I’m a child of the 90s and in the post-Cold War vacuum I grew up in, my tv-addled brain was regularly filled with predictions about the end of the world. 2012 was a scary concept. I lost a lot of sleep one night after watching a program about the Earth’s impending doom, as predicted by the end of the Mayan calendar. Which was seemingly backed up by Nostradamus.
Given that you’re reading this, obviously the end of the world didn’t happen. I can confirm this. We were right there at Ground Zero in Guatemala – where the Mayans lived – and the world continued on almost as usual. On the morning of the 21st we got up before dawn in Antigua (Guatemala), and spent the day in a minivan driving to Mexico. (More about that trip later.)
One night in Panajachel in Guatemala, at a cake stand on the street, I met a Guatemalan-American couple. The couple had travelled from the States for the end of the Mayan calendar celebrations (‘Baktun’) on the 21st. I felt a little put out to have timed it wrong to catch the party but they assured me that at Chichicastenango, where I was heading the next morning, the celebrations would be starting on the main market day (every Thursday). The cake, by the way, was one of the best things I ate on my holiday.
Our tour guide at the time, Ernesto, suggested that the whole Baktun thing had been concocted for tourists. However, the majority of people I saw at the celebrations the next day looked like locals: men in cowboy hats, women in traditional dress and children running about. There was a big procession of colourful floats with feathers, accompanied by smoke, incense and heart-stopping crackers.
After a few hours of wandering around the market, we sat down to lunch at one of the stalls off the main square, and listened to the band playing while eating fried chicken with vegetables and black tortillas. I always seem to be gawking at festivities in foreign places. And as is often the case when I’m a tourist, I never really understand what’s going on.
It was a hot day in ‘Chichi’ and the market was a little overwhelming with its endless stalls, but we were in the right mood to be there. I enjoyed seeing the handicrafts and use of colour, such as the colourful local cemetery at the edge of the market. We did our bit for the local economy and spent most of our remaining queztals on things that would be useful back home…including a beach towel featuring The Last Supper!!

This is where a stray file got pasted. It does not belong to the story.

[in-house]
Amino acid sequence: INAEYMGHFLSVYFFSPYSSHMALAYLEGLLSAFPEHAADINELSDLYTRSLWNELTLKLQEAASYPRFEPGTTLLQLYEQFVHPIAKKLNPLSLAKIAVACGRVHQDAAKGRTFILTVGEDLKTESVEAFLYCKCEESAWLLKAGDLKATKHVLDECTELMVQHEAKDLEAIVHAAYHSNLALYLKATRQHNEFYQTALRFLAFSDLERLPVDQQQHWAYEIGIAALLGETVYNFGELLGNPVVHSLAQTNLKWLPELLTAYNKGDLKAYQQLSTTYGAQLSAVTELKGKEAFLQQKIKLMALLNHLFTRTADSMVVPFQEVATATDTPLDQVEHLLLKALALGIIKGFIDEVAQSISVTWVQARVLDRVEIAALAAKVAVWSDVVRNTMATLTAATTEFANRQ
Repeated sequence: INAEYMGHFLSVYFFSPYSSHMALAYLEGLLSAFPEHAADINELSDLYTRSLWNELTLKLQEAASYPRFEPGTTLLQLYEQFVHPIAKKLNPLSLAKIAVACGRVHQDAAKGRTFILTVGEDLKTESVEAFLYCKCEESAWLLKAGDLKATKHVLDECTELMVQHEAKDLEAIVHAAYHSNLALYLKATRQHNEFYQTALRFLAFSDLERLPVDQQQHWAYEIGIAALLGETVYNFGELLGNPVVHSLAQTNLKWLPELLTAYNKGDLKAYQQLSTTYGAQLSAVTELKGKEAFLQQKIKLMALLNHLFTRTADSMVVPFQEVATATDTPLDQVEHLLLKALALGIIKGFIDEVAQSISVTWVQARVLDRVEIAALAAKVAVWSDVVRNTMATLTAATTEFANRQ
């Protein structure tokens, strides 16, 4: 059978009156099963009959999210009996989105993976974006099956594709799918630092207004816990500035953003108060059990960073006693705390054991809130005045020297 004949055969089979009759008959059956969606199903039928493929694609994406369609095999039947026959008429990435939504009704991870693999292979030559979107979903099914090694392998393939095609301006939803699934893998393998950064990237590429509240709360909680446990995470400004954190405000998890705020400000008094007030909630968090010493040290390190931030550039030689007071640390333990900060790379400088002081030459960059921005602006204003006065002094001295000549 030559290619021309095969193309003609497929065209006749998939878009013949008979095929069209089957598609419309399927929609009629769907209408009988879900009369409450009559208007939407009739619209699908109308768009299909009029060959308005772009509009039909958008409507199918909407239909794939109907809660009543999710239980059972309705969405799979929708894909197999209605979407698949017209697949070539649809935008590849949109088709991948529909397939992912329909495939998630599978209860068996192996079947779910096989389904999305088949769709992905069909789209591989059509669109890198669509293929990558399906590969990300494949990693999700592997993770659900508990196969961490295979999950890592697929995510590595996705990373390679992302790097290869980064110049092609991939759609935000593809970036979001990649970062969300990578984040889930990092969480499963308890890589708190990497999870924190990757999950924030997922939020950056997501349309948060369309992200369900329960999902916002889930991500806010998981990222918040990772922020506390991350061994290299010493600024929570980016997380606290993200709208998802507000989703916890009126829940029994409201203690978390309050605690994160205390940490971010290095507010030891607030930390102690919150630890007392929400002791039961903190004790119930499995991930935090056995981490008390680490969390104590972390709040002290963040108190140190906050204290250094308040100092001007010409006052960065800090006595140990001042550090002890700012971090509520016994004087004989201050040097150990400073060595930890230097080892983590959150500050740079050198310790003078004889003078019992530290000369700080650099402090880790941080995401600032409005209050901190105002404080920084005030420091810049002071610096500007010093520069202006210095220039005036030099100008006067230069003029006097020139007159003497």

Guatemala has a large indigenous population with people from different ethnic groups but the one thing they all have in common is that they’re really short. Probably a combination of genetics and poor nutrition. Walking around the market I felt like a giant at 161cm, and was a foot taller than the small women carrying babies in slings – who would push us out of the way in the narrow pathways. Some of the guys I was travelling with were almost a foot taller than me so you can imagine how tall they were compared to the locals. Not that their height deterred the women from pushing them aside as well.
When I first started travelling I absolutely loved visiting local markets in different places…and I still like it, but I’m a bit more jaded now because the things on offer look more and more the same (I also wrote about this in a previous blog post about Vietnam). A lot of stuff that gets passed off as local is made in other places – I mean, I’m pretty sure that all of the world’s pashminas come from a factory in China. In Guatemala, there’s still a strong culture of handicrafts but a lot of traditional practices are being lost. From looking at the spools of fabric for sale, natural dyeing techniques for threads are largely a thing of the past.
As we were walking towards the van to go home, a little girl accosted me and tried to sell me some of the stuff she had on her. I didn’t particularly want any of it but she persisted and she followed me all the way to the door of our departing van. She was desperately trying to sell me a Christmas decoration that had briefly caught my eye and she begged me to pay 30 quetzals for it ($2.50). I refused. Eventually though, I caved in but for less than the price she asked for. She wasn’t exactly in a strong bargaining position with the car engine revving. I then proceeded to feel guilty about the whole transaction for the next few days because I really should have given her more, if only to satisfy my conscience. Guatemala is a very poor country and the extra dollar would have meant far more to her than me.
And this little incident is what I find difficult about being a tourist in developing countries. The income disparity between me and the majority of locals is a huge gaping chasm with few ways across. I hate bargaining, but I really hate being ‘ripped off’ – which has happened plenty of times – and being pressured into buying – which has happened even more. So shopping at markets often creates dilemmas for me.
It wasn’t the end of the world while we were in Central America and my childhood fears didn’t come to pass – but I was often reminded that I come from a place that might as well be a different world.